Rats eating the wiring in your car? RV?

Rats eating the wiring in your car? RV?

The Weekly Driver reports that vehicles parked outside and near trees are literally being eaten by rats! At least their wiring. “Owners of cars from several manufacturers are increasingly reporting that rats and other rodents are eating their vehicles from the inside out,” the website reported.


See survey below. Have rodents damaged the wiring in your car or RV?


Reports in several states by owners of Honda and Toyota vehicles, as well as other carmakers’ models, are claiming rats are devouring the wiring in their cars and causing major costly repairs. Although rodents eating wiring of all kinds has been a problem for decades, it’s picking up steam nowadays because “green car” concerns have resulted in manufacturers using soy-based engine wiring and coverings. The soy alternative is an eco-friendly alternative to wrapping wires and car parts in plastic.

One car dealer a week in the Atlanta area is coming into the shop with chewed-up wires, reported an Atlanta TV station.

One way to deal with rodents — rats, mice or squirrels — under your hood, suggested by Consumer Reports, is installing a metal mesh around wiring harnesses and rubber hoses and across any openings where rodents could crawl into your ventilation or intake systems. Or you could put mouse poison mixed with peanut butter around your garage for a more severe solution.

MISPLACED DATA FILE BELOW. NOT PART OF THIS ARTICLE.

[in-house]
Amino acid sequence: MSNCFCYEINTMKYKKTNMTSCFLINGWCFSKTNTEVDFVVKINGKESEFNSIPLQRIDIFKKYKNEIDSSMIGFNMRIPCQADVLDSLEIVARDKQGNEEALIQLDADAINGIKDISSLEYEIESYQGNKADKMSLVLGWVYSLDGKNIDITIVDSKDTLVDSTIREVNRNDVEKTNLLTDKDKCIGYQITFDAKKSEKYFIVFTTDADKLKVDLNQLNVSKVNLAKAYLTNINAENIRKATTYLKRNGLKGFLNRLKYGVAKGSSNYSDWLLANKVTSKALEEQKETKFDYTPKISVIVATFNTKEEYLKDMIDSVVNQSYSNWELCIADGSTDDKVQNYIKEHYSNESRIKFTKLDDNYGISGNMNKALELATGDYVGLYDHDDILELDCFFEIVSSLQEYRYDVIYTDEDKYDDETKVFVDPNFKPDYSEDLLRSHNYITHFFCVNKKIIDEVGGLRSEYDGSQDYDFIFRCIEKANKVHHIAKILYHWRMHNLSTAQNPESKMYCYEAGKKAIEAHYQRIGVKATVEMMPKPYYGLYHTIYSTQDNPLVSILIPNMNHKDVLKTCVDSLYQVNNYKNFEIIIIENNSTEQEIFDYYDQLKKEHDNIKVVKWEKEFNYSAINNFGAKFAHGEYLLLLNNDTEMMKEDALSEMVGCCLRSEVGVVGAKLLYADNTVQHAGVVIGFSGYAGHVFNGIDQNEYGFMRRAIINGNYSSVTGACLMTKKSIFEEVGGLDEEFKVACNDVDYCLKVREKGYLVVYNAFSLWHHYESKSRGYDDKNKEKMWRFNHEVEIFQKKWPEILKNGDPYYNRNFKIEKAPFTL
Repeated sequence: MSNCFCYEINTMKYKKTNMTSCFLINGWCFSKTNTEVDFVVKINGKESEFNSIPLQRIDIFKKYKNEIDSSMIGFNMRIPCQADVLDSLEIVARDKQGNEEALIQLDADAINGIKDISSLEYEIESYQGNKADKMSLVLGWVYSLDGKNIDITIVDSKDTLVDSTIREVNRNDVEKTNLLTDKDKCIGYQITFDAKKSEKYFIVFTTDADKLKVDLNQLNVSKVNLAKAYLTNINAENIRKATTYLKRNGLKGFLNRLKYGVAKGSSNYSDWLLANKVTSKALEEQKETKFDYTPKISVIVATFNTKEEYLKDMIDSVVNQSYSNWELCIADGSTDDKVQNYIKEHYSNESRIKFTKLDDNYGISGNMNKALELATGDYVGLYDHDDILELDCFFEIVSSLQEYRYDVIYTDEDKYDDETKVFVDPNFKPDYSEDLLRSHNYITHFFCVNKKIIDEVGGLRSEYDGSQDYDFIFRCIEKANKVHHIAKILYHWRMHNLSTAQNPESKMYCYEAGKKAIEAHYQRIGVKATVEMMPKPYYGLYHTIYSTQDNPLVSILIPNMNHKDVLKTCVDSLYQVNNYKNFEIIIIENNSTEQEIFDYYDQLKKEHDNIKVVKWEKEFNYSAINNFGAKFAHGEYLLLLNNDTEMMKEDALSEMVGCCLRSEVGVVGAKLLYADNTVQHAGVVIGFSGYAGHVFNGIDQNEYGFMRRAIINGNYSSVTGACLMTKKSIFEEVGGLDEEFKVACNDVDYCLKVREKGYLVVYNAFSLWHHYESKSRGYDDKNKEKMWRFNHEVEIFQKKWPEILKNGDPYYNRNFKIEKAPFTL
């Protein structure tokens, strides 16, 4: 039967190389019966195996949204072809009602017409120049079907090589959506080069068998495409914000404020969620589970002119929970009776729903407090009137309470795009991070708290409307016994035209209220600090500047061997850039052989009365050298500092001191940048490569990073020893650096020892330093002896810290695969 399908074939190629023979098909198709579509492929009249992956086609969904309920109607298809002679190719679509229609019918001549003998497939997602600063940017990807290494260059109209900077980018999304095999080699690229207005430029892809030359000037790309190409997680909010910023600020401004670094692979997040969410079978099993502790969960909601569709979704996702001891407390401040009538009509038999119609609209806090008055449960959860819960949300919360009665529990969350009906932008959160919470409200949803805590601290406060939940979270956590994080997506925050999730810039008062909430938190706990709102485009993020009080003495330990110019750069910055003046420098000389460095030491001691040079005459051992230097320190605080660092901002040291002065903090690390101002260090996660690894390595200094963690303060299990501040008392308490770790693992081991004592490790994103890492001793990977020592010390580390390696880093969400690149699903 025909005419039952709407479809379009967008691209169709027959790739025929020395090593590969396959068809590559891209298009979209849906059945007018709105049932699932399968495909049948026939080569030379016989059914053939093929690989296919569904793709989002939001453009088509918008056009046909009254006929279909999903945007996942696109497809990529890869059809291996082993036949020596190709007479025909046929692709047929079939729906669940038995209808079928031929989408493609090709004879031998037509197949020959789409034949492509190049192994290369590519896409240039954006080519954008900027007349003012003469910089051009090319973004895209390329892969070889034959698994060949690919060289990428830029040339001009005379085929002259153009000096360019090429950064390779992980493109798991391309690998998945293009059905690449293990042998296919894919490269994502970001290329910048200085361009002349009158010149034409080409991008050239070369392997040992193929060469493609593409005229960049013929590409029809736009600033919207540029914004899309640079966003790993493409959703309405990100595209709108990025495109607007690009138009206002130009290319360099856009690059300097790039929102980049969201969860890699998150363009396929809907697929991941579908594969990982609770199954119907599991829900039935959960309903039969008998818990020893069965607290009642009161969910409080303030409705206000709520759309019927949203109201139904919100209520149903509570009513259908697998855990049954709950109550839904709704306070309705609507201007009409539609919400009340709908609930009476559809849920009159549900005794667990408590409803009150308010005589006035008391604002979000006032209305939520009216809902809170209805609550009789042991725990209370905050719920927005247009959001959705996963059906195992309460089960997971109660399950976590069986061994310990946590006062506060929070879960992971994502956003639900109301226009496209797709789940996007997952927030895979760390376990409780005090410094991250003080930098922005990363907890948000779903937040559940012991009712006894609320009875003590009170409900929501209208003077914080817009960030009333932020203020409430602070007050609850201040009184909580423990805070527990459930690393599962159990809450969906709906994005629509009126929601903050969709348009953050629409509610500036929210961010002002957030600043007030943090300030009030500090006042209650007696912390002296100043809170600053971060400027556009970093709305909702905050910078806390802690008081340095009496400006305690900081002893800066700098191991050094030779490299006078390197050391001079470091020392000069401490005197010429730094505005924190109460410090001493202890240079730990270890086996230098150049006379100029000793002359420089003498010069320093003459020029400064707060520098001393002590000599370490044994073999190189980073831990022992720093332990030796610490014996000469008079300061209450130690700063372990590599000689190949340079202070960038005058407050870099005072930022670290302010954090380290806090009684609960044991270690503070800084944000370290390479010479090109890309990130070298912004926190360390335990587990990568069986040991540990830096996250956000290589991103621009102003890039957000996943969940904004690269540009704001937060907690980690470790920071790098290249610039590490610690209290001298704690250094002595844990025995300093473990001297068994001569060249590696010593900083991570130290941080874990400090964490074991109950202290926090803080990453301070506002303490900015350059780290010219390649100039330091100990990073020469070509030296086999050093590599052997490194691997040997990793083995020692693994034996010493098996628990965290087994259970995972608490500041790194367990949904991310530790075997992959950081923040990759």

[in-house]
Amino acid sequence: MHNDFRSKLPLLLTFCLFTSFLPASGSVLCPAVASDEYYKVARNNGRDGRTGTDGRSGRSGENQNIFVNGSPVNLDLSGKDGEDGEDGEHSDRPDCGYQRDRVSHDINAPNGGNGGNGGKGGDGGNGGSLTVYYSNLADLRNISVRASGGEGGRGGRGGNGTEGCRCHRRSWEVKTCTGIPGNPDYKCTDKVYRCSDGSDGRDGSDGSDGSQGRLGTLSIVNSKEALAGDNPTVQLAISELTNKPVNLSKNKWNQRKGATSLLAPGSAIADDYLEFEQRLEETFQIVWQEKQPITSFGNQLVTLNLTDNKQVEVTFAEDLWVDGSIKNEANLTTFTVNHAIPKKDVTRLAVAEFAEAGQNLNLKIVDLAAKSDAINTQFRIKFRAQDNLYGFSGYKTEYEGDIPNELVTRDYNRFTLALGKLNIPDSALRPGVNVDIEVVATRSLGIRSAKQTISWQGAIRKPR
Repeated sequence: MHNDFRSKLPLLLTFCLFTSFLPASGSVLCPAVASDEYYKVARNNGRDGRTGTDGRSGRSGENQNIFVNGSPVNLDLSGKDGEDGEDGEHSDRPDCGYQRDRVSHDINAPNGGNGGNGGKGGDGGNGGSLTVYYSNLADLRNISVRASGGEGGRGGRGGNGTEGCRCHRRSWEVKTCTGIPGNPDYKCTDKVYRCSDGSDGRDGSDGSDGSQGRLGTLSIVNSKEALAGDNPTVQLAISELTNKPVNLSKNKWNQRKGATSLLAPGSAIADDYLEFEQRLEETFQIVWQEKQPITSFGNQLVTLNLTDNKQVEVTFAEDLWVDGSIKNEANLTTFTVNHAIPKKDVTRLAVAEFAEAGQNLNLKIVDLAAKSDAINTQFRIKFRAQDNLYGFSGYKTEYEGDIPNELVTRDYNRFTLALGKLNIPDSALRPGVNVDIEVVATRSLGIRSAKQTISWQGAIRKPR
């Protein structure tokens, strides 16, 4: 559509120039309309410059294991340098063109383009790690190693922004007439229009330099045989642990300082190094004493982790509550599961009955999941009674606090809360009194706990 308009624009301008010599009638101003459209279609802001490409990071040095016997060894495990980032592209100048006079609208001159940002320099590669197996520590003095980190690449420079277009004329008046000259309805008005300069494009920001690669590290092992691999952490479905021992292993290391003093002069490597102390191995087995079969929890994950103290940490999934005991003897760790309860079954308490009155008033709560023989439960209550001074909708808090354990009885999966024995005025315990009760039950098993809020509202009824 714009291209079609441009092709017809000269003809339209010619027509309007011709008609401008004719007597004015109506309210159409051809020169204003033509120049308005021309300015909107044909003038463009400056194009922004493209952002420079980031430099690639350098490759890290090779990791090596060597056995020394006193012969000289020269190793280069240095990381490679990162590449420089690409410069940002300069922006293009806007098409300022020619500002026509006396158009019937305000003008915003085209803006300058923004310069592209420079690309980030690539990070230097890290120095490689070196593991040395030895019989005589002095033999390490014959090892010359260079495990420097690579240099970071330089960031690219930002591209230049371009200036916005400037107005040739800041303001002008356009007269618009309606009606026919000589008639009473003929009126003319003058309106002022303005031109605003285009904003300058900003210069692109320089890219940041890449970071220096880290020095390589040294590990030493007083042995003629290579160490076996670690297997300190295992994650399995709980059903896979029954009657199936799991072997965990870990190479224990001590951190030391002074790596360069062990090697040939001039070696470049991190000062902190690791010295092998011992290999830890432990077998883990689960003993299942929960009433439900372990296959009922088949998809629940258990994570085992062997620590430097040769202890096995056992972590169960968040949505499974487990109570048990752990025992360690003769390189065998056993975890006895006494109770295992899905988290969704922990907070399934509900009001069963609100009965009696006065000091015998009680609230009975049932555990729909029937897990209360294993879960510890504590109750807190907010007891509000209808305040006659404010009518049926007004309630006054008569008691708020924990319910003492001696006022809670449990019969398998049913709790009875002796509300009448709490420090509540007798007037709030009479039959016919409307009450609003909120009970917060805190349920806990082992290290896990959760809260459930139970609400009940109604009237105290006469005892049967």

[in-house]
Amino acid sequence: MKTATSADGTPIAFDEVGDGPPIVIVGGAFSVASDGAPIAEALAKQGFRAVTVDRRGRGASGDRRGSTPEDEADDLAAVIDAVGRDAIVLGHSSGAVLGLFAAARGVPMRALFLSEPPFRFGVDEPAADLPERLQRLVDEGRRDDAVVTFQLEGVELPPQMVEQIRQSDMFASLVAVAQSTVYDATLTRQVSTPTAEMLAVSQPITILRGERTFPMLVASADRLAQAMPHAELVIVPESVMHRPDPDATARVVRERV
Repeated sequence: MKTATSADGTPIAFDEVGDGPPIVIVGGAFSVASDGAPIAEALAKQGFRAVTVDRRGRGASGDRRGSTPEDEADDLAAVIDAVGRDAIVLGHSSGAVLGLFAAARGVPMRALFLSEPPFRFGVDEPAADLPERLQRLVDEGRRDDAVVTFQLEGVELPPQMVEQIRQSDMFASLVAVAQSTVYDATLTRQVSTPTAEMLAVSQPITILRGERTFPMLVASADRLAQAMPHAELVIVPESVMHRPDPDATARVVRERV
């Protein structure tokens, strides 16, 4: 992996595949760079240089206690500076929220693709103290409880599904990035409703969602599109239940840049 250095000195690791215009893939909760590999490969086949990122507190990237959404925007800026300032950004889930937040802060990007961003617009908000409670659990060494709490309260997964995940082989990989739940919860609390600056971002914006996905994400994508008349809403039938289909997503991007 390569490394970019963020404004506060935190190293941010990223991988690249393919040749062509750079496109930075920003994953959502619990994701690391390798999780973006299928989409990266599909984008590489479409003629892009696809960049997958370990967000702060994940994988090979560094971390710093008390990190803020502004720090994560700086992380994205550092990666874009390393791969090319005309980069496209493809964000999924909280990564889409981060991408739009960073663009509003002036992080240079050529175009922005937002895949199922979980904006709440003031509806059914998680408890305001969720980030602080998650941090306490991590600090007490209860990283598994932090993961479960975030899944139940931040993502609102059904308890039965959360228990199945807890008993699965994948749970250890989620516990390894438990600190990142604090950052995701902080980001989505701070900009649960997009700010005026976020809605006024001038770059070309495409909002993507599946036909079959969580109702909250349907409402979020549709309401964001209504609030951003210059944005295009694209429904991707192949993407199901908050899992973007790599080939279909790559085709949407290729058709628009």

Honda sells a rodent-deterrent tape, essentially an electrical tape treated with super-spicy capsaicin, which Honda describes as “the stuff that puts the fire in a bowl of five-alarm chili.” The tape (part number 4019-2317) is available through dealers [or at Amazon] for about $36 for a 20-meter roll, about 22 yards. [Similar products are available at Amazon.]

Sprinkling crystallized fox urine around your vehicle is a possible solution, although you shouldn’t put it in the engine compartment because it could get into the ventilation. The item is available at Home Depot and Amazon.

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10 thoughts on “Rats eating the wiring in your car? RV?

  1. Billy Bob Thorton

    Unfortunately, most “solutions” that seem to work are because that particular rodent event, was either changing at the time of application of the remedy applied, or the convergence of events didnt lineup with rodent and vehicle in the same place at the same time. With the exception of the antifreeze, pack rat solution.

    Just research the thought to be remedies on the net.

  2. Carolyn

    We lived on the Navy base at Guantanamo Bay, Cuba, where the native hutias are common. They’re about the size and shape of a possum without the pointy nose. They chew into the hoses in cars seeking water in the arid climate. Everyone installs sheets of hardware cloth on the underside of their cars. It’s heavy enough the little rascals can’t/won’t chew through it. Maybe worth trying here if rodent problems are ongoing.

  3. Nick DiPietro

    The best deterrent I have found is a powerful led stoplight shining under your car truck or RV I live in a rural area two years no rats mice or any other critter that loves darkness hook up a dawn to dusk timer and these nocturnal creatures will stay away.